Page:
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By bicycle, an up-close visit to Denmark's Funen island

A combo bicycling and dining tour of the garden-like isle leaves one visitor hungry to be both in and out of the saddle.

August 02, 2009|Susan Spano

COPENHAGEN — While this year's Tour de France cyclists struggled to overcome rain, cold and hills, I took a four-day bike trip in Denmark, one of the most cycle-friendly nations in the world. It has more than 7,000 miles of safe, interconnected, sign-posted bike trails and -- get this -- no big hills.

My 50-mile trip was hardly as long or as arduous as the Tour. I never tried to go fast because I wasn't competing for the yellow jersey. I went riding for the fine food and beautiful scenery, both of which I found on the island of Funen.

Funen is wedged between the Jutland peninsula and Zealand island (home to Copenhagen) and is considered the garden of Denmark, a tapestry of woodlands, meadows, manor houses and sleepy villages with half-timbered houses.

Its farms and fisheries produce rich dairy products, raspberries, cherries, fiord shrimp and other fresh ingredients prized by a new generation of chefs who are putting Danish cuisine on Europe's gastronomical map. (Copenhagen alone has 13 Michelin-starred restaurants.)

When I found a self-guided biking and dining tour on the Funen island tourist bureau website, I got hungry. The package had plenty going for it: deluxe accommodations for four nights in some of the island's better hotels, big Danish breakfasts, three gourmet dinners, bike rental, luggage transport, cycling map and route descriptions.

The package -- four days of biking 15- to 20-mile stretches followed by three-course gourmet dinners -- operated more on the carrot than the stick principle. I do too, so I booked it, and before my Copenhagen-bound plane even got off the ground I could feel the wind in my hair.

Day 1

From Copenhagen, I took the train to Odense, my Funen departure point. The trip took a little more than an hour and crossed the 7.8-mile Great Belt Bridge between Zealand and Funen islands.

Odense may be the third-largest city in Denmark, but in a taxi from the train station to my first hotel, it looked more like a small town -- tidy, well-organized, with a pedestrian-only main street, a Gothic church, population of about 188,000 and a long canal leading to an inlet of the ocean.

The canal helped Odense become a manufacturing center, but its chief industry was born in 1805, when Hans Christian Andersen came into the world, the son of a washerwoman and shoemaker who lived in a hovel that's now a popular tourist attraction.

I arrived at Knudsens Gaard Hotel, a Best Western motel near a gas station on the south side of town, built around an old farmstead with a cobblestone courtyard. My room in the new wing had contemporary furniture, a bed with a soft duvet and an unenclosed shower.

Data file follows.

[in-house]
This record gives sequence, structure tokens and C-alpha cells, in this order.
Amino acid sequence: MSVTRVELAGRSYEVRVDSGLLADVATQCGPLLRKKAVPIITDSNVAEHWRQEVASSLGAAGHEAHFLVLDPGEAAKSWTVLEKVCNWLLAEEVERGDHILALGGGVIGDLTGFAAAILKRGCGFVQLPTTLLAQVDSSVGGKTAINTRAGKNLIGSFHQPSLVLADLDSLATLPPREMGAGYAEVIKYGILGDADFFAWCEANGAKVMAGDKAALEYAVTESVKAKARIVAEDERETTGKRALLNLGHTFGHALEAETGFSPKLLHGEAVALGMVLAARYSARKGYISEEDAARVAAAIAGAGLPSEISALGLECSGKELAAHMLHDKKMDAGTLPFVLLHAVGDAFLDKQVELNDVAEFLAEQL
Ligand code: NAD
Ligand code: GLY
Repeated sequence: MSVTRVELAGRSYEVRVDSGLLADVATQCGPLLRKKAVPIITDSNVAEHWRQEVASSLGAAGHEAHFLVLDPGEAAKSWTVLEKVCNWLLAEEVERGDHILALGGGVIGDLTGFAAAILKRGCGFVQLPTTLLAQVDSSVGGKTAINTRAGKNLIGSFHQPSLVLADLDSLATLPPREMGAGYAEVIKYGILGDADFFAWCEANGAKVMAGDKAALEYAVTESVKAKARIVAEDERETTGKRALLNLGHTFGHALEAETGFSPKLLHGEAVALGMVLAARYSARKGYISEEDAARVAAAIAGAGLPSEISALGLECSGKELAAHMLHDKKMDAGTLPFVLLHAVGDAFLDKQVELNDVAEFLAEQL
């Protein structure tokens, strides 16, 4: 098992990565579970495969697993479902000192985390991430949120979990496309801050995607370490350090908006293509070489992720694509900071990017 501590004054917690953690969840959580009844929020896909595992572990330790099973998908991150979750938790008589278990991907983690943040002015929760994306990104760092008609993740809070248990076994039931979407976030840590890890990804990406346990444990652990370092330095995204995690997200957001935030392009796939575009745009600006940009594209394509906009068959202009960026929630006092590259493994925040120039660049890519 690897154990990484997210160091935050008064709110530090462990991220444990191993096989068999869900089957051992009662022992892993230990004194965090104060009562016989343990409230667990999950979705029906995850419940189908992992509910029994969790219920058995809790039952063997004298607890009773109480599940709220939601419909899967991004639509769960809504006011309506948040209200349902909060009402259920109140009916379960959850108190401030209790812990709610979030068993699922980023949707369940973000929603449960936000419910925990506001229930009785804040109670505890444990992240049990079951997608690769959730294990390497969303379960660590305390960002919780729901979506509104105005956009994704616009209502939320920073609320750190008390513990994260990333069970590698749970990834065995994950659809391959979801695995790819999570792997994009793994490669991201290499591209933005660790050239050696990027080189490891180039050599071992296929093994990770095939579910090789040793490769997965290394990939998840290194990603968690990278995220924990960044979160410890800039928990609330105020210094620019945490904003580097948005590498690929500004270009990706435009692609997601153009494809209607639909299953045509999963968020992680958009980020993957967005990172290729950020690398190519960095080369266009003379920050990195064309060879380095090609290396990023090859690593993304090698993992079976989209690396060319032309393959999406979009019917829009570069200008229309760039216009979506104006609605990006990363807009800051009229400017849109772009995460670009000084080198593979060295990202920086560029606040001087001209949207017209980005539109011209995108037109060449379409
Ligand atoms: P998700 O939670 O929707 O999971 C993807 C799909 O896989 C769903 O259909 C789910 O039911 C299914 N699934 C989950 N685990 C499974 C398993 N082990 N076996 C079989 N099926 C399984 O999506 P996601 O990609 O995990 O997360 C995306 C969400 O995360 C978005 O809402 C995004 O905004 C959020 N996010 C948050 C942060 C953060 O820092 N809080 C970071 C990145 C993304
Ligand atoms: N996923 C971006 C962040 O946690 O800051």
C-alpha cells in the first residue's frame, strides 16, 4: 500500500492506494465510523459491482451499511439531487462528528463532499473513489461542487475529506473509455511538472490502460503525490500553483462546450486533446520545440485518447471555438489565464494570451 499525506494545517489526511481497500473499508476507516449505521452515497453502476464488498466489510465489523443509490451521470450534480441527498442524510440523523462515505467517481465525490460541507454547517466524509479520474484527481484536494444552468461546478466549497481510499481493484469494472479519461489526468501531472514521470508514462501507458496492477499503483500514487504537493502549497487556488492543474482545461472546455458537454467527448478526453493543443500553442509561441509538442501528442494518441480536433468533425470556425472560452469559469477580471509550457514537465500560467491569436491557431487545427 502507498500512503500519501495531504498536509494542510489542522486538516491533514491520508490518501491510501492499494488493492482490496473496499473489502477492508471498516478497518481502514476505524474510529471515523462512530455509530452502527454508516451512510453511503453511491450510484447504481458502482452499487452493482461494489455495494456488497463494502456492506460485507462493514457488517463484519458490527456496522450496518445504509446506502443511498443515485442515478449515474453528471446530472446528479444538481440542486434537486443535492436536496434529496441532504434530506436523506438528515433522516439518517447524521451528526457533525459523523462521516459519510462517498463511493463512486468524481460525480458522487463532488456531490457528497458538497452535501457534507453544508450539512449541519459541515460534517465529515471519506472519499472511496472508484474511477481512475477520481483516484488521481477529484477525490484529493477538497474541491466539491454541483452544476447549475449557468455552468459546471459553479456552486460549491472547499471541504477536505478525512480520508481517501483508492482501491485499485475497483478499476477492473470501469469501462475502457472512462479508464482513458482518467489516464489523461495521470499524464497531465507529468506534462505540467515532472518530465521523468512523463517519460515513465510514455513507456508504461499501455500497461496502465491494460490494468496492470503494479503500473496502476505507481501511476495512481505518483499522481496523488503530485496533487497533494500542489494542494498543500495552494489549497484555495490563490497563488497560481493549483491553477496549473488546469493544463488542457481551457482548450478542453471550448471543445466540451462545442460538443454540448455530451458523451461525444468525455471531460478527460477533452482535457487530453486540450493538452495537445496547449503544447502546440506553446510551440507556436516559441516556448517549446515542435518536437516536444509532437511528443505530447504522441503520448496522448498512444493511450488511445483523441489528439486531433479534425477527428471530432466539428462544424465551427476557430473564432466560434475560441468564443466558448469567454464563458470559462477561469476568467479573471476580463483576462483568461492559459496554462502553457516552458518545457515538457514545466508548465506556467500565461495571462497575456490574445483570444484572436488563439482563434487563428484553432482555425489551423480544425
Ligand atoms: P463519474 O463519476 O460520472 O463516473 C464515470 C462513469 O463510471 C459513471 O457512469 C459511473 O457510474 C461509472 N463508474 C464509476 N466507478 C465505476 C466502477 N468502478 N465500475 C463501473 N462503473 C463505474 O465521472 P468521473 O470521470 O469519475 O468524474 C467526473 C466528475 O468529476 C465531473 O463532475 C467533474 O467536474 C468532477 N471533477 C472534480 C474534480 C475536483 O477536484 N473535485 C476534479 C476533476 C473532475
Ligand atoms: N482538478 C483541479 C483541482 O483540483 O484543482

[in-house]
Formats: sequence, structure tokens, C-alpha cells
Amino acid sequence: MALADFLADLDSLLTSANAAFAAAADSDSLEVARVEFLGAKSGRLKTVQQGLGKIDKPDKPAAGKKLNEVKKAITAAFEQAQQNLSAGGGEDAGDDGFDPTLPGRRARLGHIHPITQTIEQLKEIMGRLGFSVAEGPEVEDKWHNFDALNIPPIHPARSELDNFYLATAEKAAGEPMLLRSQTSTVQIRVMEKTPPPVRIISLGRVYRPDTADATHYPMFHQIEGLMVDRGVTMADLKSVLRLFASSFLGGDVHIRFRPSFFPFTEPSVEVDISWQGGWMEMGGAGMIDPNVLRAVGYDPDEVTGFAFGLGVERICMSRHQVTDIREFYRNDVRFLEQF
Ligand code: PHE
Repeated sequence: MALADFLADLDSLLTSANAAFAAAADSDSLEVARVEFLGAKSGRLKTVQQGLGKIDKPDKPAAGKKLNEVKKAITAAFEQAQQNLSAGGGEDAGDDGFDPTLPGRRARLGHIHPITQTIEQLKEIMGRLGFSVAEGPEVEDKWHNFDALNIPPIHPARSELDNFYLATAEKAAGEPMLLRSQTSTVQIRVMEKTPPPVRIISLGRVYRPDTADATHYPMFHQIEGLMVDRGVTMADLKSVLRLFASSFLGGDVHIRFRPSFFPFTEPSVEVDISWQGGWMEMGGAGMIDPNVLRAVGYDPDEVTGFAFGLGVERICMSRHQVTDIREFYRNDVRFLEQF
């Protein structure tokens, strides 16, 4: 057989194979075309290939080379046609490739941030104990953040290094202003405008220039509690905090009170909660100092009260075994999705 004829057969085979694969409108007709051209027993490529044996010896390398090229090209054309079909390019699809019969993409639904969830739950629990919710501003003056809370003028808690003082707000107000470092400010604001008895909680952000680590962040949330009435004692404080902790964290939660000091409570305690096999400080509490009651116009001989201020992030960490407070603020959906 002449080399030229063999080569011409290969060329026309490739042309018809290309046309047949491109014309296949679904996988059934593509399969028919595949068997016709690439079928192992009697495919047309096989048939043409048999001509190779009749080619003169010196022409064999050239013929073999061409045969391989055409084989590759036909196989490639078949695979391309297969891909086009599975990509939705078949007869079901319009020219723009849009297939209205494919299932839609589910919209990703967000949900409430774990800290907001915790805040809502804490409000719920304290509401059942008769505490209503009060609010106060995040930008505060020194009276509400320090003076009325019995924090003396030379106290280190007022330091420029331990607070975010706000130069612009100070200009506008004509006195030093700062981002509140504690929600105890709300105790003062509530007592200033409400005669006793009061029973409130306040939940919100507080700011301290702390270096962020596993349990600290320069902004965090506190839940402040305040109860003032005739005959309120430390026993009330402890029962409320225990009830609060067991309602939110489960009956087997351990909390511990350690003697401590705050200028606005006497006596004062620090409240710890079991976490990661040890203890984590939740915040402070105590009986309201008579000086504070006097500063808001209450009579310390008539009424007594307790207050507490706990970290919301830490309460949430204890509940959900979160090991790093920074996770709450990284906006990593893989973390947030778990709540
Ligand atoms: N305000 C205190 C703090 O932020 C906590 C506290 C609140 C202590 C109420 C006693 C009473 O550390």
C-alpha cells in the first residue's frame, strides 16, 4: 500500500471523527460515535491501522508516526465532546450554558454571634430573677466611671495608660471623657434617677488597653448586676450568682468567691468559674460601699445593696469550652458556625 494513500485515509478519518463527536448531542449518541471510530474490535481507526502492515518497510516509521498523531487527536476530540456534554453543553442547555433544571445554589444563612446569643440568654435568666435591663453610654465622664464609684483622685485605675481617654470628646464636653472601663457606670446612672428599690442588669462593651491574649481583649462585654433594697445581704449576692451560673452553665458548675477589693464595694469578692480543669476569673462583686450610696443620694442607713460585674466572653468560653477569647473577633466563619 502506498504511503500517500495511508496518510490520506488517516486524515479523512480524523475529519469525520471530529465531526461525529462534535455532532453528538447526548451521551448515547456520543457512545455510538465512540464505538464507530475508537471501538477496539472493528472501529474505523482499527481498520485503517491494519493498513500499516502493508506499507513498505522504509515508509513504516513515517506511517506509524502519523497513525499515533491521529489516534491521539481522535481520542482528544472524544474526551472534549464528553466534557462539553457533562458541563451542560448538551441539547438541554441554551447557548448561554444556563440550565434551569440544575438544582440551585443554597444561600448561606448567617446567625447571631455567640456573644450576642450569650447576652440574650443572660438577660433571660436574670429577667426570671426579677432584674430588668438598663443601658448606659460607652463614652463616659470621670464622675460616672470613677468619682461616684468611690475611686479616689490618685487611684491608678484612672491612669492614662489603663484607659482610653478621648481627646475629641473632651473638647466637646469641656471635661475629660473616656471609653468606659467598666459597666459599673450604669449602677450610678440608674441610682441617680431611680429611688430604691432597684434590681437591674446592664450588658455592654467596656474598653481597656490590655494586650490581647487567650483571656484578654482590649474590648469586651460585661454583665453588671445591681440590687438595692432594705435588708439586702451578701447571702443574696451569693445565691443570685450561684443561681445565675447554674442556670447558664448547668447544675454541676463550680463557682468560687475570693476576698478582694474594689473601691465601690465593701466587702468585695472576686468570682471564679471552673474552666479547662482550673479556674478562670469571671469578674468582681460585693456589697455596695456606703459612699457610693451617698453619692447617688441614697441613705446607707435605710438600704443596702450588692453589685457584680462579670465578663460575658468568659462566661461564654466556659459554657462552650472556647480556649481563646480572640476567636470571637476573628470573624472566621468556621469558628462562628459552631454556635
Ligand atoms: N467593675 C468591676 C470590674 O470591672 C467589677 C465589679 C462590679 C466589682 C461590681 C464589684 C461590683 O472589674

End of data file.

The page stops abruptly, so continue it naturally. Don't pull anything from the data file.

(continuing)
A sturdy bike with a front basket and attached lock had been left for me. I picked up my vouchers, map and route description at the front desk and claimed my first three-course dinner in the restaurant.

The waiter treated me handsomely, as did everyone once they found out I was a biker, which in Denmark is as good as traveling with a baby. When I sat down, he said the chef had prepared a special menu for me starting with fingers of catfish on a bed of wild rice in a triumph of a white wine sauce. The entree was pillow-soft veal surrounded by spring vegetables.

Then the waiter brought the kitchen's special chocolate gateau, a cross between grandma's devil's food cake and creamy French fondant. Locked in a lifelong struggle with high-calorie desserts, I tried to eat just a few bites but couldn't stop until only a smudge of chocolate remained.

Day 2

Up at 7 to fair skies and a traditional Danish breakfast buffet: eggs, bacon, yogurt, cereal, fruit, pastries, cheese, cold cuts and thick, square Danish brown bread. Despite the previous night's dinner, I had an appetite, and nobody batted an eyelash when I made two sandwiches for lunch from the breakfast provender.

The first stage of the tour -- to Nyborg on the island's east coast -- was an easy 20 miles. Figuring it wouldn't take more than a few hours to get there, I spent the morning in Odense.

The summer sales were in progress on Vestergade Street downtown, and I found the front door open at St. Knud's Church, a 13th century landmark built of patterned brick. St. Knud's has two treasures: a huge, intricately carved altarpiece dating from the early 16th century and the skeletal remains of King Knud IV (or Canute), who was slain in 1086 and later became Denmark's first saint.

I had to stop at Andersen's birthplace, now an impressive modern museum. Its displays describe his impoverished childhood, theatrical writing, toothaches, travels and career as a storyteller, including such classics as "Thumbelina" and "The Emperor's New Clothes."

I ate a sandwich by the duck pond outside and headed for Nyborg on Route 6, an easy-to-follow path. Fields of summer wheat bordered by red poppies flowed by, then half-timbered farms built around courtyards, red Danish mailboxes, village churches with stepped gables.

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